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June 12, 2008
West Indies' fast bowlers made use of a quick and bouncy Barbados pitch but another counterattacking half-century from Andrew Symonds ensured the match was relatively evenly poised when rain forced an early finish to the first day. Australia reached 226 for 7, with Beau Casson on 6 and Brett Lee on 7, after an eventful morning tussle as both teams aimed to out-gun each other with aggression. A fitting finale to a tightly-fought series is looming.
Four wickets fell before lunch as Dwayne Bravo and Jerome Taylor made the most of some early swing but, unusually for the first session of a Test, Australia hammered four sixes in trying to belt West Indies into submission. Perhaps lured by a surface with genuine speed, following the slow pitches in Jamaica and Antigua, Australia's batsmen over-exerted themselves having been sent in by Chris Gayle.
Only through an 87-run stand between Symonds and Brad Haddin did the visitors recover. There were echoes of the first Test in Kingston, where the pair contributed a 74-run partnership following some top-order shakes. Adding to the similarities was the way Symonds dominated an inexperienced spinner. In Jamaica Amit Jaggernauth was handled with contempt and on this occasion Symonds enjoyed punishing the second-gamer Sulieman Benn.
Symonds cut Benn's first delivery hard and wide of slip for four before lofting a drive over mid-off for another boundary in the same over. His best shot was when he casually came forward and lifted Benn over long-on for six with seemingly no effort, and Gayle could see West Indies' hard work slipping away once more. But an uppish drive straight into the hands of cover ended Symonds' stay on 52 and gave a third wicket to Bravo, who nipped the ball around and was the most threatening.
It was sweet justice for Bravo, who should have had Symonds on 7 and on 14. A slash outside off stump flew to Xavier Marshall, who put down a gettable chance at second slip, before Symonds was again blessed by the umpiring gods. For the second time in the series he gloved behind down the leg side - this time more clearly than in Antigua - but was reprieved by the umpire Mark Benson. Australia should have been 133 for 6; instead Symonds made use of the good fortune and targeted Benn.
But it was not too dispiriting a day for Benn, as he had Haddin (32) lbw attempting an expansive slog-sweep. Haddin had made the most promising start in his brief Test career, generally resisting his natural urge to hit over the top and instead moving the score along with sublime drives. A straight four that missed the stumps by a few inches was impressive but he was even better when he lunged at a wide Daren Powell half-volley and crunched a perfectly timed cover-drive to the boundary.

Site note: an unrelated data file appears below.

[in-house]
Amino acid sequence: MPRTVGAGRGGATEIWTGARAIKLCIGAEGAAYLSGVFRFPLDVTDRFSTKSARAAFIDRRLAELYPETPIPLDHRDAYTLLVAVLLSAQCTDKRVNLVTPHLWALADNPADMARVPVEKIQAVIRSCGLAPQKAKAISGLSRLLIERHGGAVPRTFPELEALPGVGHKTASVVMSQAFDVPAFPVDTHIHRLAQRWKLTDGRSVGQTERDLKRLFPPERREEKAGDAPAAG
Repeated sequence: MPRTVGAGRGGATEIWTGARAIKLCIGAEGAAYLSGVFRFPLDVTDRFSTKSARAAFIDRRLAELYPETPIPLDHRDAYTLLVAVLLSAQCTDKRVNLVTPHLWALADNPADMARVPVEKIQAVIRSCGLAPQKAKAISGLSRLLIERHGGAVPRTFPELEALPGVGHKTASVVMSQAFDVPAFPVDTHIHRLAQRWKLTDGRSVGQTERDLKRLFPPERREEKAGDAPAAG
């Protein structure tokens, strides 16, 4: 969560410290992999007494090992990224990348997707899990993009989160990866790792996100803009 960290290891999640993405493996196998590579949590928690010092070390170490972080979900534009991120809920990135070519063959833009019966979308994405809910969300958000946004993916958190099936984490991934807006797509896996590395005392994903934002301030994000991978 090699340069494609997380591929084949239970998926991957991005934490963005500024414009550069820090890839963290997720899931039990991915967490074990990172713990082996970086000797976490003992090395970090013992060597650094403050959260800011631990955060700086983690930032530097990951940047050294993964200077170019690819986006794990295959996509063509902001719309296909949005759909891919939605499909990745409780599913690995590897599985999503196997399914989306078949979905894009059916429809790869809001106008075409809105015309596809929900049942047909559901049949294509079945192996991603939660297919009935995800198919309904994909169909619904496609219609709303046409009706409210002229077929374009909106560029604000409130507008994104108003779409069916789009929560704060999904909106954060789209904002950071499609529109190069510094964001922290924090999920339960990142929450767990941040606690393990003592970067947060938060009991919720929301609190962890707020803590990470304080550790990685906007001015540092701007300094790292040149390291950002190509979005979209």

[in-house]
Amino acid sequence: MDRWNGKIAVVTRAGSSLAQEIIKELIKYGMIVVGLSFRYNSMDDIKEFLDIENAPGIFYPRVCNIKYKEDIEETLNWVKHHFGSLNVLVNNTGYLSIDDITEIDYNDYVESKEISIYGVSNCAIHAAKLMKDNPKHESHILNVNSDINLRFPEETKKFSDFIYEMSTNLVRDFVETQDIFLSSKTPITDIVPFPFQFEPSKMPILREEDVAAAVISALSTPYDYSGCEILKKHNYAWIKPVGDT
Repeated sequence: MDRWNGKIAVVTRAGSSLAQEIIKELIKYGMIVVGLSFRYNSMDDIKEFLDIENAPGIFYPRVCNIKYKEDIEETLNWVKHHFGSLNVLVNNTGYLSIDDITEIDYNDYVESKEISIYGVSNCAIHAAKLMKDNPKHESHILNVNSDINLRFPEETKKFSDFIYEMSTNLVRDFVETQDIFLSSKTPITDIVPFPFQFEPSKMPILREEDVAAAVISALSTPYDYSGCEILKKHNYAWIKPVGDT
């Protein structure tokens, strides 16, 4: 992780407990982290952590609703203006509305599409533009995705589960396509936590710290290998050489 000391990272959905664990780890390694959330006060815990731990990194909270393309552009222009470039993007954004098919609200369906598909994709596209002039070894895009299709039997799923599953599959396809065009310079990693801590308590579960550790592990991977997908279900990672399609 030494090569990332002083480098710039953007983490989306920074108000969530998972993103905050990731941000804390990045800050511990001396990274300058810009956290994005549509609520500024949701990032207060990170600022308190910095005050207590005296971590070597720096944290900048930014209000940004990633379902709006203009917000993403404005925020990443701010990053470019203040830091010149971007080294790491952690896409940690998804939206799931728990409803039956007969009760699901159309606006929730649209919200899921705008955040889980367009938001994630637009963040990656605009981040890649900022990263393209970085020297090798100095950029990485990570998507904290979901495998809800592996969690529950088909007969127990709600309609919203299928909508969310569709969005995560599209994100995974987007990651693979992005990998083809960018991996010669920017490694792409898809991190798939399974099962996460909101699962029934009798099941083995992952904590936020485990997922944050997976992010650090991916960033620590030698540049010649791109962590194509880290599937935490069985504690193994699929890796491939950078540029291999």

At that stage the Symonds-Haddin partnership was proving a major frustration to Gayle, whose decision to field was paying off when West Indies removed Simon Katich soon after lunch to have Australia at 111 for 5. Katich, who had been the calmest of Australia's top-order batsmen, fell victim to the extra bounce when he tried to pull Fidel Edwards and a top edge flew over the cordon, eventually clutched superbly by Gayle running back with the flight from first slip. West Indies were pleased the extra carry was paying off, although Taylor and Edwards also conceded 20 wides as four balls rocketed off the pitch and sailed over Denesh Ramdin's head to the boundary.
More important, however, were the wickets that the fast men created. Phil Jaques had made a confident start, including a vicious cut for six behind point, when he too top edged an attempted pull that rose quicker than he anticipated. Ramdin ran back towards fine leg to snare the difficult, swirling chance, but Australia could not be convinced to restrain their aggression. Ricky Ponting had just hooked Powell for two consecutive sixes when in the next over Taylor tied him up, trapping him dead in front as he tried to clip through the leg side.
Still the wrestle for control did not die down. Hussey pulled a punishing boundary through midwicket and hooked a six off Bravo before falling as he attempted another six to fine leg. The ball looked like it might sail over the boundary but Powell, running towards the rope, judged the catch perfectly and halted his forward momentum just in time to pull him up. Things only got better for West Indies when Bravo drew Clarke forward with a perfect leg cutter that was edged behind, leaving Australia in trouble at 96 for 4.
Despite their recovery of sorts, they ended the day with some concerns, although Lee will certainly enjoy bowling on the lively pitch after Edwards tested him with some short stuff just before the rain, which halted play nearly 90 minutes early. Australia have failed to win only one of their past 15 Test series - the 2005 Ashes - and a victory to West Indies would consign this contest to a 1-1 draw and confirm the shrinking gap between Australia and the eight other Test nations. Gayle's team has four days to do the rest of the world a huge favour.
Shorter tours don't allow you time to get into form, and domestic cricket isn't demanding enough